Future uncertain for shelterbelt trees
The announcement of cuts in the federal agriculture department is being met with concern for the future of programs that have been integral to the farm community in Saskatchewan.
The shelterbelt centre in Indian Head, east of Regina, has been producing trees for farmland for over 100 years.
Although renamed in recent years to the Agri-Environment Services Branch of the department, most people in Saskatchewan know it as the Prairie Farm Rehabilitation Administration.
On Wednesday workers were told their jobs, more than 40 positions, were at risk depending on how department cuts would be managed.
Murray Holzapfel has been with the tree farm for 38 years.
"It's just unfortunate that we got caught in a government shakedown," Holzapfel said of the program reductions. "It's kind of like throwing a thimble of water on a forest fire."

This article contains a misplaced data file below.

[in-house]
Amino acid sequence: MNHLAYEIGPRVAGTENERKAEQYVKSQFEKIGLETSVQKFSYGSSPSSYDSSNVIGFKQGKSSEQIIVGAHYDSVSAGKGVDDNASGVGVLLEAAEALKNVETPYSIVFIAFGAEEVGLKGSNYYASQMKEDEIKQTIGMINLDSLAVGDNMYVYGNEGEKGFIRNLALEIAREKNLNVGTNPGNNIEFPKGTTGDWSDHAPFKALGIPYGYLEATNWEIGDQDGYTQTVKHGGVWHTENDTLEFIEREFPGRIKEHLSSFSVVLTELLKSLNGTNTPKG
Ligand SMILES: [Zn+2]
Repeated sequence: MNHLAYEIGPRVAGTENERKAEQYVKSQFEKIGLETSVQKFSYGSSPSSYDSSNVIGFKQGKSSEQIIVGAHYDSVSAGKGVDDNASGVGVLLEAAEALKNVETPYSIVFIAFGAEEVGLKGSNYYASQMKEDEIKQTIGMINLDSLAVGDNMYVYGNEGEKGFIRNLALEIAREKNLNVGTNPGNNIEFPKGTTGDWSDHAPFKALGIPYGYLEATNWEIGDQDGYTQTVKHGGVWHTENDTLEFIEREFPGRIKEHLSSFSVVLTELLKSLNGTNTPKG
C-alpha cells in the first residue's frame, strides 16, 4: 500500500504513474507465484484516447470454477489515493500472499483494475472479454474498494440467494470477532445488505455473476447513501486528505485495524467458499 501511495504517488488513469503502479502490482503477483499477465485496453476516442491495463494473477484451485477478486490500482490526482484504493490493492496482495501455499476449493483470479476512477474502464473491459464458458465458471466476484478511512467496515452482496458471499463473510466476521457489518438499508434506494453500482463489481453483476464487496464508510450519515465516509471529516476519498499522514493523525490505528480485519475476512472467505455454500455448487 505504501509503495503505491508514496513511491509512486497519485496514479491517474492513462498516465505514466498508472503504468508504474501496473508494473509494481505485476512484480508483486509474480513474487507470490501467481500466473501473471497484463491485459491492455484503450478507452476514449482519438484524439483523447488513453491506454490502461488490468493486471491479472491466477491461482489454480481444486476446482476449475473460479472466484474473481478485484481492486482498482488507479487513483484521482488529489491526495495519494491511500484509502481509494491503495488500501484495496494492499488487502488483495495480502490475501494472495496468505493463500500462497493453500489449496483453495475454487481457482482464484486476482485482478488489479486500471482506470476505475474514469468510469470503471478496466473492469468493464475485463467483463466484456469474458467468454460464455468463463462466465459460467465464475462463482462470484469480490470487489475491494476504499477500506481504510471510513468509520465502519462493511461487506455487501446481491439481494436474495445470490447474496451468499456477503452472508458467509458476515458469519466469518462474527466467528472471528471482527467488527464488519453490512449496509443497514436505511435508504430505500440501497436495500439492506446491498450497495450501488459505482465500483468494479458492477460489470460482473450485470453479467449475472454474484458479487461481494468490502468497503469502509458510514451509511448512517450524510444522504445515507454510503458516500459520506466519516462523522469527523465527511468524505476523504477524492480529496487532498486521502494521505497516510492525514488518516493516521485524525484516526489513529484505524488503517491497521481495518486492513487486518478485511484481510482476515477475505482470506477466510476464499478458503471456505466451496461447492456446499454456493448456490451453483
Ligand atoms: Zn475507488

The shelterbelt centre is set to close by the end of 2013, although there is a chance the program could continue, if a partnership with an outside source of funding can be found.
Although the production of shelterbelt trees dates back to the early 1900s, the work of the PFRA came to prominence during the dustbowl era of the 1930s.
Agriculture historian Andrew Dunlop said the agency changed the look of the province's rural area.
"Going between Saskatoon and Regina, for example, if you look left and right while you're going -- look at all the trees that are out there," Dunlop said. "Most of them have been planted by someone."
The PFRA also did research on land management.
"I don't think you can say the relevance has passed," Dunlop said of the research done under the program. "The PFRA as a source of new ideas and innovation, I think it would always have a role."